2 Fast 2 Furious (2003)
“Cross the line one more time”
Director: John Singleton
Cast: Paul Walker, Tyrese Gibson, Cole Hauser
Synopsis: Brian O’Conner and childhood friend Roman Pearce are re-united by the FBI to bring down a Miami drug exporter in exchange for clear records.
Surprisingly, this is one of those rare occasions where the sequel is at least equal (if not superior) to its predecessor. The plot is strictly by-the-numbers, a pick-n-mix collection of genre cliches and stereotypes: ruthless gangster, vicious (but not too bright) henchmen, crooked cop, belligerent FBI agent, bolshy sidekick, and so on. But the plot isn’t important in movies like this; people don’t watch these movies to see how the characters develop or to absorb a complex plot. They watch movies like this to see: A) Cars racing B) Cars crashing C) Men fighting D) Hot women in bikinis And in this area, 2 Fast 2 Furious delivers.
In Vin Diesel’s absence – he mistakenly believed he had a future as an A-lister – Paul Walker takes centre-stage and, while he’s an engaging enough sort, he’s already (at 30) looking a little long in the tooth for a role like this. He’s too old and he’s white, but he talks like some sixteen-year-old black dude. Tyrese, who fills the sidekick role, can get away with it because he is black, and those guys can talk that lingo all their life without looking stupid; but Walker, with his blond California locks and his boy-band member smile just comes off as an ageing surfer, the kind that all the young kids laugh at behind his back.
The movie takes place in a world that doesn’t exist, and is populated by unreal people: gangsters, cops, racers, and hot women; it’s a teenage make-believe world in which only bad guys crash, cars perform the tightest of handbrake turns at speeds of over 100mph, and women are beautiful and wear bikinis all day long. It’s a world in which our two heroes bicker and squabble like… well, like a couple of teens. And it’s a world in which there is no room for good guys. This is a trend that we seem to see more and more in action flicks these days. The day before watching this I saw The Transporter (2002), in which the ‘hero’, played by Jason Statham, is a driver-for-hire to the underworld. Statham’s character has all the assets of the conventional hero — he’s strong, smart, resourceful, and disciplined — but he’s happy to deliver a kidnapped girl to gangsters for a fee. It seems today that the only prerequisite for being an action hero is to simply be less of a bad guy than the other bad guys. In The Transporter Statham is marked out as a ‘good’ guy simply because he gives his human cargo, who is trussed up in a bag, a drink of orange juice; in this movie, Brian O’Connor (Walker) and Roman Pearce (Tyrese) steal drug money — but they steal it from the wicked drug baron before it can fall into the hands of the police, therefore they too are good guys. It’s a baffling development that suggests either producers know their audience too well, or not well enough: too well, and they’re effectively condoning — and exploiting — the target audience lifestyle; not enough, and they’re simply insulting them.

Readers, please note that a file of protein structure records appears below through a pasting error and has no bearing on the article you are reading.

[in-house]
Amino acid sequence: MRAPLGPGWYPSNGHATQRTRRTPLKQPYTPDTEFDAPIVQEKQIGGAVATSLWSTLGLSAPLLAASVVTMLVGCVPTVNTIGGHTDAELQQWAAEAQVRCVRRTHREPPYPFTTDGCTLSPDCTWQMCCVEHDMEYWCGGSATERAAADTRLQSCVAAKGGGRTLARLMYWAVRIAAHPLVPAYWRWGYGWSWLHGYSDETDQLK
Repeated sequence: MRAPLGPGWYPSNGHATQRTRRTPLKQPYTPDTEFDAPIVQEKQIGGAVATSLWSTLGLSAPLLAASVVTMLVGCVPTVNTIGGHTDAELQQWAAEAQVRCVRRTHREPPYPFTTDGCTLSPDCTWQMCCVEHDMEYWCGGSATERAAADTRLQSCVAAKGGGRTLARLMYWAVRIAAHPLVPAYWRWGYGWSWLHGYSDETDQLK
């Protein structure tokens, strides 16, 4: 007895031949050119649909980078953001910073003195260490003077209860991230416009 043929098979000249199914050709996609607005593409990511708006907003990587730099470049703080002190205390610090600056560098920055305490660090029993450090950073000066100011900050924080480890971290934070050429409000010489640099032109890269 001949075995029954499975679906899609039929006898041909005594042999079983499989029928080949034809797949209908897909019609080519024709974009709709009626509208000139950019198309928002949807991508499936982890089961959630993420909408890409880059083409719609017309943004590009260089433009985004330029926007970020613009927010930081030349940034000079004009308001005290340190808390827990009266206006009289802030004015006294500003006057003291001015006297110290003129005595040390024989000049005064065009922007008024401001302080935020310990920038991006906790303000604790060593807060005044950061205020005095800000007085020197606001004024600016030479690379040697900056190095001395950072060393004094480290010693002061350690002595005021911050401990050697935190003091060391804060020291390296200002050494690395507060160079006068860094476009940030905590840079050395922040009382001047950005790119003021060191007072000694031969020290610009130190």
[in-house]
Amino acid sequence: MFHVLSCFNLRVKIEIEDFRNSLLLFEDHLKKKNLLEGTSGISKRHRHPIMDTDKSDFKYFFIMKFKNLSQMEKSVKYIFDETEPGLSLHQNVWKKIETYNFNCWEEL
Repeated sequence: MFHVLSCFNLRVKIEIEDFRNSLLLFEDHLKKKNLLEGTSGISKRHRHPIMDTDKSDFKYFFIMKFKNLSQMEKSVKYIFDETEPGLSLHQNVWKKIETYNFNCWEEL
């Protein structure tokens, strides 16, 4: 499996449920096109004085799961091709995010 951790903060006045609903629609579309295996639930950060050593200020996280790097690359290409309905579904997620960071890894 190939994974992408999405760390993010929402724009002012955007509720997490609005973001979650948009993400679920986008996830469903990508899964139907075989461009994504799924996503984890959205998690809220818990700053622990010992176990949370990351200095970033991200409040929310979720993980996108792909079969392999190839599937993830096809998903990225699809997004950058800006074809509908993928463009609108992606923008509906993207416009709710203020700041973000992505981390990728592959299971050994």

Of course, at the end of the day, the cars are the stars. They gleam and roar and hiss plumes of steam, they seem to hover above the tarmac on a purple neon glow, and overtake their more pedestrian brothers on crowded motorways in reverse gear. The opening race is an exhilarating blast of fast cutting and — in a cynical attempt to reinforce in its audience’s mind the similarities between driving these machines for real and through a 19″ PC screen — of telling shots of eyes and hands. The director of this film is none other than John Singleton who, after his outstanding 1991 debut, Boyz n the Hood, can be forgiven for wondering just what the hell happened to that brilliant career everyone was anticipating. Still, you can’t help feeling that it’s because of his firm hand on the wheel that 2 Fast 2 Furious is better than most movies of this type (especially sequels).
But, of course, the wonderful thing for makers of this kind of movie is that it’s aimed at a fairly specific age-group — males aged around 14-18 years — and, as every woman knows, no male ever really outgrows this stage of their development. Fast cars and hot babes: they’ll add a couple of stars to any rating every time.